Readers often refer to turning points in literary texts as those moments and plot developments that alter a character’s situation or fortune. When grappling with history, we also debate what constitutes a turning point, such as a major event or a larger societal transformation.
This fall season, the Canadian Literary Fare team will explore “turning point meals” — key scenes that mark, respond to, or prompt a notable change happening within the text and often outside of it. What kinds of food-related events will we discover? How do these turning points change over time? Let’s begin with a more recent turning point.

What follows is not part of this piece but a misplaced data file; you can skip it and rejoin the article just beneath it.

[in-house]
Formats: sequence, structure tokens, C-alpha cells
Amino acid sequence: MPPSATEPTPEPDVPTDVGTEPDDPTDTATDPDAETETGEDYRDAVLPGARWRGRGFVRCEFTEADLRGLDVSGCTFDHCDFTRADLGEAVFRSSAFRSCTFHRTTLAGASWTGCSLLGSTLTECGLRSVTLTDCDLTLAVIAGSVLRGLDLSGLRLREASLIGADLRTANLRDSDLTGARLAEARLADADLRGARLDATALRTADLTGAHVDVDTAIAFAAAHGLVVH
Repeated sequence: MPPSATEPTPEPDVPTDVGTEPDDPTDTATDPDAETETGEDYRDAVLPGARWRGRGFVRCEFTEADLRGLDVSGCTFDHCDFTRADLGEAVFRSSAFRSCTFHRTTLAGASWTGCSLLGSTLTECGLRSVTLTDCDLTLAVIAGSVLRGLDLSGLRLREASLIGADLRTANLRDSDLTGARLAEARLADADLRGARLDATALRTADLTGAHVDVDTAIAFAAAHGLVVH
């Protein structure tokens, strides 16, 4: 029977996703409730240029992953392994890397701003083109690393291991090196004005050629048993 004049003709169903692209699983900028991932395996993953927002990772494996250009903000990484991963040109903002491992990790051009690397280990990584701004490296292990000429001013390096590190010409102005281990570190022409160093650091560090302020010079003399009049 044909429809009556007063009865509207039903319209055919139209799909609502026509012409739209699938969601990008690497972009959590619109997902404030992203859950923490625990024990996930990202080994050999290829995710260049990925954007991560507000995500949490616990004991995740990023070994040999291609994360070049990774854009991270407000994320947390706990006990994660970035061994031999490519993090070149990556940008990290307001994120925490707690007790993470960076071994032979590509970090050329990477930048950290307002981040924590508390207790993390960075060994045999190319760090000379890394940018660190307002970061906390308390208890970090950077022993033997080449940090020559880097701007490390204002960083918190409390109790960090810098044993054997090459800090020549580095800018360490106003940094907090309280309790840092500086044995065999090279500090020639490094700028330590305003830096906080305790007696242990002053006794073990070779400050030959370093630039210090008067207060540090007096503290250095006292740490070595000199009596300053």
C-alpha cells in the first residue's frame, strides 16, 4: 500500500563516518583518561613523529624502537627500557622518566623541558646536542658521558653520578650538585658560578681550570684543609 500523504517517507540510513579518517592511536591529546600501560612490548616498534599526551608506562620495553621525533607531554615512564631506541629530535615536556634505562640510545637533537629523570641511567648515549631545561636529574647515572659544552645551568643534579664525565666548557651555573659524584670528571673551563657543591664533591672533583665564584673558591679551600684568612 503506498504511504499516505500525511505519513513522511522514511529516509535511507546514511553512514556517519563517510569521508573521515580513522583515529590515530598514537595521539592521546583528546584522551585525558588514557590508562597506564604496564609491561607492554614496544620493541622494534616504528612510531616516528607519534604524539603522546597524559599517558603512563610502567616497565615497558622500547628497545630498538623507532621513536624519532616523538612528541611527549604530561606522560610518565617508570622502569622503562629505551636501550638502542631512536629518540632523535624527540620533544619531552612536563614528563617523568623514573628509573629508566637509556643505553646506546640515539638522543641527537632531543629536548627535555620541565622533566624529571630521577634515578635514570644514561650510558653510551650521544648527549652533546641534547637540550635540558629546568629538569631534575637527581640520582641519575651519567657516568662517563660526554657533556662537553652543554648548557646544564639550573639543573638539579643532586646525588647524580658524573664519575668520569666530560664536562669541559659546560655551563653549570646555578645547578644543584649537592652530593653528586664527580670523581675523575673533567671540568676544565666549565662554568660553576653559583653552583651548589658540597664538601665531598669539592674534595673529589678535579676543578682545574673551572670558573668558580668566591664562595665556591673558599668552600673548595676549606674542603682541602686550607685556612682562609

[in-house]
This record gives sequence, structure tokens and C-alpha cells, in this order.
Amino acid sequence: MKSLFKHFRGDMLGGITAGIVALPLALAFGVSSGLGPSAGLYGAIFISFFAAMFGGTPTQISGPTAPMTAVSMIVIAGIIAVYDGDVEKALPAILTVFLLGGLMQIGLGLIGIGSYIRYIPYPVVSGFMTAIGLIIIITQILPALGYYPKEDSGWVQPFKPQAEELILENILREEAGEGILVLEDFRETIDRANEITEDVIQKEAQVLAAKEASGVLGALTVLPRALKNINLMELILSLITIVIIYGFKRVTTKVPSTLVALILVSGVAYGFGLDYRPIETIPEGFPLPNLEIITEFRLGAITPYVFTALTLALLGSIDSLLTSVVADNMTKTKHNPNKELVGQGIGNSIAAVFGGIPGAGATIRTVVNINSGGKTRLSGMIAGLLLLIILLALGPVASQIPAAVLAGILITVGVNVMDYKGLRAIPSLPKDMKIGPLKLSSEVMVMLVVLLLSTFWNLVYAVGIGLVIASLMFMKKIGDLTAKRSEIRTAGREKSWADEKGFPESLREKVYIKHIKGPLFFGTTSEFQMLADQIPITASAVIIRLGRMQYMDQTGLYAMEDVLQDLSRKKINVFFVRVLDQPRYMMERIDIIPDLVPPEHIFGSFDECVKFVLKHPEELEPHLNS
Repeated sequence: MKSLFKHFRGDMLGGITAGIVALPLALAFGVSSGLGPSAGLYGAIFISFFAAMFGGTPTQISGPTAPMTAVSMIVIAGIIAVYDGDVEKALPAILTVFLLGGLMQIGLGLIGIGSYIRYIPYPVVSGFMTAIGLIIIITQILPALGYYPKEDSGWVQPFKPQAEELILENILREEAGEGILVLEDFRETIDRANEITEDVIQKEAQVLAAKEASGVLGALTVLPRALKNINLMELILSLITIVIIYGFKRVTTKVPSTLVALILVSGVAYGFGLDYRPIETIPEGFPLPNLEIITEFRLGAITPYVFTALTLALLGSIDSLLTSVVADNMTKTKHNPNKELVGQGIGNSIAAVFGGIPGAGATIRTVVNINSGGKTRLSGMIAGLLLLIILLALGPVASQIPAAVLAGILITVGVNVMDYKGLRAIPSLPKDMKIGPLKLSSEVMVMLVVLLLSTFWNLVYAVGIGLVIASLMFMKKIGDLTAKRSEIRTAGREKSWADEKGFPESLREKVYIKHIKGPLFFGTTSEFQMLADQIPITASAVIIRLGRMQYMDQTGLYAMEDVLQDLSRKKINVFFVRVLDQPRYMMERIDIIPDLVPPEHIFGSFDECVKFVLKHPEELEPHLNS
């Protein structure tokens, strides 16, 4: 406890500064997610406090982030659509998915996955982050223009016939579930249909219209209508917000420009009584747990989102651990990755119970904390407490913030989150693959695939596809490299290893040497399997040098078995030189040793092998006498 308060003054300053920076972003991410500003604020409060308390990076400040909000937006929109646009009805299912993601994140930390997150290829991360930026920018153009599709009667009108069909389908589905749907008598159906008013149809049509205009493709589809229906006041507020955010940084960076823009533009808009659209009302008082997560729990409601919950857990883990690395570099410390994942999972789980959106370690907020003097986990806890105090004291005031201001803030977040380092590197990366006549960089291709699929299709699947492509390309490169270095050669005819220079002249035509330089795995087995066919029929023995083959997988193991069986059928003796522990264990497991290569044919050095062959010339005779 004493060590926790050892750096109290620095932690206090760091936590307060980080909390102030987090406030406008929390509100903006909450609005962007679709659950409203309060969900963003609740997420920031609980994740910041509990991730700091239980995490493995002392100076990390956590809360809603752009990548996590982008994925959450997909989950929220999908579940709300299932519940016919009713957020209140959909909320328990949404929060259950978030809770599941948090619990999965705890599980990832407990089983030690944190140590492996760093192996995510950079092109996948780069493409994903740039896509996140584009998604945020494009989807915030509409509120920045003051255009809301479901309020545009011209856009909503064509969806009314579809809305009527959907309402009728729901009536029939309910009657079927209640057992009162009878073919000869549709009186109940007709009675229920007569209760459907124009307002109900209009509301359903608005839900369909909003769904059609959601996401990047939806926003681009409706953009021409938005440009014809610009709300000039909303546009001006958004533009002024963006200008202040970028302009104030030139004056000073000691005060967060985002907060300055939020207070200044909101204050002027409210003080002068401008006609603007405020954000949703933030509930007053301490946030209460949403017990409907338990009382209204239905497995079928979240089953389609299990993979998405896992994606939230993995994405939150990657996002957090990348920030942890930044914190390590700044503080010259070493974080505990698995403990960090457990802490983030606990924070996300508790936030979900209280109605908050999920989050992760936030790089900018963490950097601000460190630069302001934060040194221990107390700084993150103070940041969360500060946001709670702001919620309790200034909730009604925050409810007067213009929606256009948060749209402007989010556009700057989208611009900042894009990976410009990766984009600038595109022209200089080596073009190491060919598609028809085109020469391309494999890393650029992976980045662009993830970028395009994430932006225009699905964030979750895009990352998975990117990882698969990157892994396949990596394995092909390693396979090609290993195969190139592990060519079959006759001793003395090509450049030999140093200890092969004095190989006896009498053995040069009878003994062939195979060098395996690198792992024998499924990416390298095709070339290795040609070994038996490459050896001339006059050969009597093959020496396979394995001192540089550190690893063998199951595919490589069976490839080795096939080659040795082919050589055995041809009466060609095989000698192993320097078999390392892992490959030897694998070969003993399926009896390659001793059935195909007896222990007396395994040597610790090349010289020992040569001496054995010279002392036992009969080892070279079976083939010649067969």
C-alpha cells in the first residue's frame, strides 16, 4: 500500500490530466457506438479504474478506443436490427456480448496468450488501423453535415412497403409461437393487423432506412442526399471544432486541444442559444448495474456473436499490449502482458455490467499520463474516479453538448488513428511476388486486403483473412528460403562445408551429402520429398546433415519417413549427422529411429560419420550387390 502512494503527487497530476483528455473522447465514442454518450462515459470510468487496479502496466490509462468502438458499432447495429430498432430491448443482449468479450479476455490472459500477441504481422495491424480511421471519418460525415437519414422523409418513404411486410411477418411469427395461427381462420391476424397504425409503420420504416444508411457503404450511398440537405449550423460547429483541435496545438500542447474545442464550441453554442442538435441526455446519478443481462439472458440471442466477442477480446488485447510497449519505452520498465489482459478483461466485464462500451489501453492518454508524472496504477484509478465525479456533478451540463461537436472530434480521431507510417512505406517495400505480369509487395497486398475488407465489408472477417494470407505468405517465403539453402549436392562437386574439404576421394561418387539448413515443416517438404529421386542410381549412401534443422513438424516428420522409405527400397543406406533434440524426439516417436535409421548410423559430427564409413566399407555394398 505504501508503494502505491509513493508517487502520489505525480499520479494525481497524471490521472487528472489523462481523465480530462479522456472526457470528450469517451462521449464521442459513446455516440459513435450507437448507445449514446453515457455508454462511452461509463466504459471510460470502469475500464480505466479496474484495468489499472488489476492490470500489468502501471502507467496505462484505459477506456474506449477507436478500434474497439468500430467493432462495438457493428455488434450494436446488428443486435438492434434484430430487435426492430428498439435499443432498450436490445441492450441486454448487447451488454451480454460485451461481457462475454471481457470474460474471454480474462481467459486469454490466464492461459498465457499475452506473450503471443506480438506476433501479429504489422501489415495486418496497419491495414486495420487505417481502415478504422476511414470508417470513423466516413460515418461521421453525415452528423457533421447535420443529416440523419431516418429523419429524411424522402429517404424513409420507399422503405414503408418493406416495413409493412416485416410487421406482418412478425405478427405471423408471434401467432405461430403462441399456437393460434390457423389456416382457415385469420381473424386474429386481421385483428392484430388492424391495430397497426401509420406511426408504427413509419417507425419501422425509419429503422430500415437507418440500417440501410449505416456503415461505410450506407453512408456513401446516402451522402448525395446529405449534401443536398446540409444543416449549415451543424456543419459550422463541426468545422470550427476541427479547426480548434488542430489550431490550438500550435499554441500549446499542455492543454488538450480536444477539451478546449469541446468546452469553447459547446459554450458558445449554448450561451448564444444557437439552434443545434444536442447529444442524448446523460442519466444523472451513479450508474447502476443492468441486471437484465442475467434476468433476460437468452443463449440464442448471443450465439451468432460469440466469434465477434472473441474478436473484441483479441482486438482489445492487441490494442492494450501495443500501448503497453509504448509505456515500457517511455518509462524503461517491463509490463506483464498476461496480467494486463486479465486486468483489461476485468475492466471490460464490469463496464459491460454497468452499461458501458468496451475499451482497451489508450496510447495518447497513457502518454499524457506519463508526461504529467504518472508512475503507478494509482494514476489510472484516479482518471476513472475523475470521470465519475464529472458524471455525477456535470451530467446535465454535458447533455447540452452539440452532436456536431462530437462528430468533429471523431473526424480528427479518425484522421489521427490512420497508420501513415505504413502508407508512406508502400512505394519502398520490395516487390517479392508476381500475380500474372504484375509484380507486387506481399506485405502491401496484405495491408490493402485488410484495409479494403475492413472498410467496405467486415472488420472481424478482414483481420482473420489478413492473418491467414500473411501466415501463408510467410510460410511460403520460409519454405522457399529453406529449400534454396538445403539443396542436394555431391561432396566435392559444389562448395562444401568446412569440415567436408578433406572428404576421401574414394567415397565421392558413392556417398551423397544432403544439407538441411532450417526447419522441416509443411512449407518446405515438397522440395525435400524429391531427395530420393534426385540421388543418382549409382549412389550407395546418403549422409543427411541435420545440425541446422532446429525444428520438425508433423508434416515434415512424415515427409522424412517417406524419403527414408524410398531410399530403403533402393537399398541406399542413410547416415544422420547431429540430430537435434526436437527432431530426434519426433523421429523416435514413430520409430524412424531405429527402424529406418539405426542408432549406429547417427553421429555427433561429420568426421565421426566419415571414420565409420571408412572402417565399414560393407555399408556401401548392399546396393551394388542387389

You are cordially invited to a cook-out at the Whitney residence in Rowanwood, Toronto (roughly 1950-late).
That this event is privately referred to by hosts Karen and Rick Whitney as “that bloody barbecue” should not deter you from enjoying a menu of steaks (the best that can be had), special rolls (only from the Patisserie Francaise), tossed salad with oil and vinegar dressing. And for dessert, “marvelous little rum cakes” (159). Continue reading →